The hills around the town, Verona
Just couldn't resist not to take the picture of this abandoned Villa which is lined on the Castle S. Pietro. As it is all "dressed" in green it looks very charming and beautiful. Too bad it is in such a bad conditions. It has just perfect position and spectacular view on the old core of the town. Who knows why the owner is treating the porperty in such a bad way.
The Fortress of Sofia is a part of the defending system of the town built during the period of Autrian rule of Verona. It is situated on the hill above the river of Adige, right next to the Sanctuary of Madonna of Lourdes. The fortress is of heptagonal shape with the huge round building in its centre.
Take a taxi up to this church which hovers over Verona. The church itself is pretty but very modern. However the views down to Verona are perfect.
Once you have your fill of the view, walk down through the gardens and little pathways all the way back to the river. Cross the Ponte Pietra, through the archway and wander through an old part of the town not really discovered by the tourists yet. Stop for a coffee along the river, and eventually you will find your way back to Piazza Erbe.
Eversince to Roman times the San Pietro Hill had strategic importance in the area of Verona. The first fortress was built in the Roman times but was destroyed in the coming centuries. In 1398 Giangaleazzo Visconti built the cstale on the site of the previous fortress, named it after the ancient Romanesque church of San Pietro in Castello. The castle was destroyed, first by French army in 1801 and then it was completely pulled down by the Austrians in 1840.
The present look of the castle dates from 1851 when the Austrians built army barracs and the castle in that area.
The Abbey of St. Peter, which is situated in San Bonifacio, about 15km east of Verona in direction of Vicenza (statale nr. 11), is a must see. This Romanesque church, dedicated to St. Peter, was built in the 8th century and reconstructed in 1138 by order of pater Uberto di San Bonifacio. The magnificent interior of the church is rich of medieval frescoes painted by the followers of Giotto School.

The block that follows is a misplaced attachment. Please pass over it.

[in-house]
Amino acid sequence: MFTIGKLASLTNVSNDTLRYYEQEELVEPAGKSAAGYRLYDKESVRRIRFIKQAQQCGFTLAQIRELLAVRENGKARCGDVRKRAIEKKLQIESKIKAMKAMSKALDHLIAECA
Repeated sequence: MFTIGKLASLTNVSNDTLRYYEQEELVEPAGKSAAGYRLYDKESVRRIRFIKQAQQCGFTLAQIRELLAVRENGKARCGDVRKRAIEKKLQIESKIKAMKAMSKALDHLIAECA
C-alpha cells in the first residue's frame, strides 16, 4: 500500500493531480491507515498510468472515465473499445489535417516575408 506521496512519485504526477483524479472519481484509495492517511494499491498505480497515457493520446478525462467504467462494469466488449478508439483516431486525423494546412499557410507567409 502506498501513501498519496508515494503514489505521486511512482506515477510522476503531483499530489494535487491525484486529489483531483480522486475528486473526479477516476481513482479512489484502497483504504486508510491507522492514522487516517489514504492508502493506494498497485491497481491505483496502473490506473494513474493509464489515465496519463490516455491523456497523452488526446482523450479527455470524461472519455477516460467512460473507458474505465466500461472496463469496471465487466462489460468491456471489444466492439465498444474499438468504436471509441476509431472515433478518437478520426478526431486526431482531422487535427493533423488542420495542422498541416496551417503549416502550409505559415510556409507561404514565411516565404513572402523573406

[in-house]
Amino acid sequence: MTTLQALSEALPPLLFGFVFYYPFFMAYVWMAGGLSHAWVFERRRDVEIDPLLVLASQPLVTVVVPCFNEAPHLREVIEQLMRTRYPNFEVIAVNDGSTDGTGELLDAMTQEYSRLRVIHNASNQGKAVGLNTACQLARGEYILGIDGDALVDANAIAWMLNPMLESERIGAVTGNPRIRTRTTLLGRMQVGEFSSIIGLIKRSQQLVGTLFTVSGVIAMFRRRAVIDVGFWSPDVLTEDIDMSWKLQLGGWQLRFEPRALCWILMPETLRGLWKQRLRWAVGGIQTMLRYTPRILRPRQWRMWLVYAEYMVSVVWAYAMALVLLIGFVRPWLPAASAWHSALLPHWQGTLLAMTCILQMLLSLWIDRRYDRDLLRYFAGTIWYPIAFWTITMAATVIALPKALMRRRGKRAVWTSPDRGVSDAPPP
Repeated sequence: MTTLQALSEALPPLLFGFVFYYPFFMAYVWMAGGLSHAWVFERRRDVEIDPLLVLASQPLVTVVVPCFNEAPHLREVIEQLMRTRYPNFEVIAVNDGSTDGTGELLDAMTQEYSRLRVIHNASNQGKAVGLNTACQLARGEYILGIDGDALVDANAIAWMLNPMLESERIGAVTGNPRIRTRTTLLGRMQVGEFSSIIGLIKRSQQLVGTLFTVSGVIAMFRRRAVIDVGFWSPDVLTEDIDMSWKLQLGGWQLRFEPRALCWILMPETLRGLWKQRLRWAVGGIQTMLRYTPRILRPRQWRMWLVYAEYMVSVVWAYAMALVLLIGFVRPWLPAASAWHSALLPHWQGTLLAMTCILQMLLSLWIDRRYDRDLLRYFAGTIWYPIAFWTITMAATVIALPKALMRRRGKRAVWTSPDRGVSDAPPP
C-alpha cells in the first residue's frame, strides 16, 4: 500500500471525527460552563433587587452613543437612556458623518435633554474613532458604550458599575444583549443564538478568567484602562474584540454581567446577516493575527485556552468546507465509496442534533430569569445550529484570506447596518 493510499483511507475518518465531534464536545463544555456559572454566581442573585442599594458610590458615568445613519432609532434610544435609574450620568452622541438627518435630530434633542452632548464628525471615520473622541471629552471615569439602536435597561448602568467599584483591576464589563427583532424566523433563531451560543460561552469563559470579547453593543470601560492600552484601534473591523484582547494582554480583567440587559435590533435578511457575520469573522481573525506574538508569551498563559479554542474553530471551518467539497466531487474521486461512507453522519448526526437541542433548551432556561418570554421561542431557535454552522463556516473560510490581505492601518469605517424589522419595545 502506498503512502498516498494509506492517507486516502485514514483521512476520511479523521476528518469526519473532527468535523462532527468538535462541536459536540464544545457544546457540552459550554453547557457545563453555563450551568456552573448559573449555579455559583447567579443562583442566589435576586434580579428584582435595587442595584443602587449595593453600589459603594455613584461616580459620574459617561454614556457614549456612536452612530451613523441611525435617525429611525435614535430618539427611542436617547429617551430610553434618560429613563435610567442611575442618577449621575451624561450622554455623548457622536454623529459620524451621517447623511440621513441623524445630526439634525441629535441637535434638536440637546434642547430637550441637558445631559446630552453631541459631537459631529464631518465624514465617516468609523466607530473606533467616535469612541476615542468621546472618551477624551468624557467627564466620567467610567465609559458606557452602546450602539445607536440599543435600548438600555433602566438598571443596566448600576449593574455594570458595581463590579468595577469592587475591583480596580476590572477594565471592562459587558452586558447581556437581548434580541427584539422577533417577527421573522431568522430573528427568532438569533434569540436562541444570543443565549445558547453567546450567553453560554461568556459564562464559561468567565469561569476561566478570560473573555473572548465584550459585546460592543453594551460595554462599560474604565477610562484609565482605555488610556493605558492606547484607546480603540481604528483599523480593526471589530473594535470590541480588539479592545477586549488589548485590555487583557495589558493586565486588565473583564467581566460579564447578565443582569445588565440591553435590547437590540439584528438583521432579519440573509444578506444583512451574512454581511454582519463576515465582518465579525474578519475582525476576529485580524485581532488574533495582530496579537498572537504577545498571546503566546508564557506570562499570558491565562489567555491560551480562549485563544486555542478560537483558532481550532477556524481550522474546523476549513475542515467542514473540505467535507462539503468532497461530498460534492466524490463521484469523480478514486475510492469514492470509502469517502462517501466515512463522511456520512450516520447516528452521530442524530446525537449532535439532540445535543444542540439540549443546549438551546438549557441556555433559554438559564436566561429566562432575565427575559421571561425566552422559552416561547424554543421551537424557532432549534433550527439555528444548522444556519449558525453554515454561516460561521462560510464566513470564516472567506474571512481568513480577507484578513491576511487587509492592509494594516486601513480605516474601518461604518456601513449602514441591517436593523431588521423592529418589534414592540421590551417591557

The massive bell tower from 1131 used to serve as an defending tower. Later, in the 14th century, ghotic styled trifora was added along with cupola.
The Sanctuary of the Madonna of Lourdes rises to dominate Verona from the San Leonardo hill which encircles the Valdonega valley.
According to popular tradition, the whole zone of the Valdonega was dedicated by the Crusaders, on their return from the Holy Land, to the construction of a series of oratories, because of the resemblance of some of its landscapes with places in Palestine.
On the San Leonardo hill, instead, from at least 1265 there rose a church dedicated to the Saint that had an adjoining monastery, the complex of which was to grow enormously before the dreadful earthquake that srtuck Verona in 1511. Today, only a Romanesque bell-tower, a part of the cloister and the apse of the church remain.
In 1785 the monastery was de.consecrated until, thanks to its strategic position, the hill was designated by the Grand Duke, Maximilian of Hapsburg, as the seat of a military fortress. Finally, after 1945, the complex was assigned to the Fathers of the Stigmatas for them to make it their new sanctuary.
Building of the present Sanctuary was begun in 1958.
If you wander far enough up St. Peter's hill, you will come across the small, grassy Parco delle Colombare. Climb onto one of the crumbling medieval stone walls to get a wonderful view of the city. The park is an ideal place to relax or have a picnic. Walk up Via Castel San Pietro to Via Castello San Felice.
Another option to reach San Pietro Hill is walking up with this narrow street which is situated in between Ponte Pietra and the church of San Stefano. The street is very pitoresque with its beautiful houses and stone made pavement.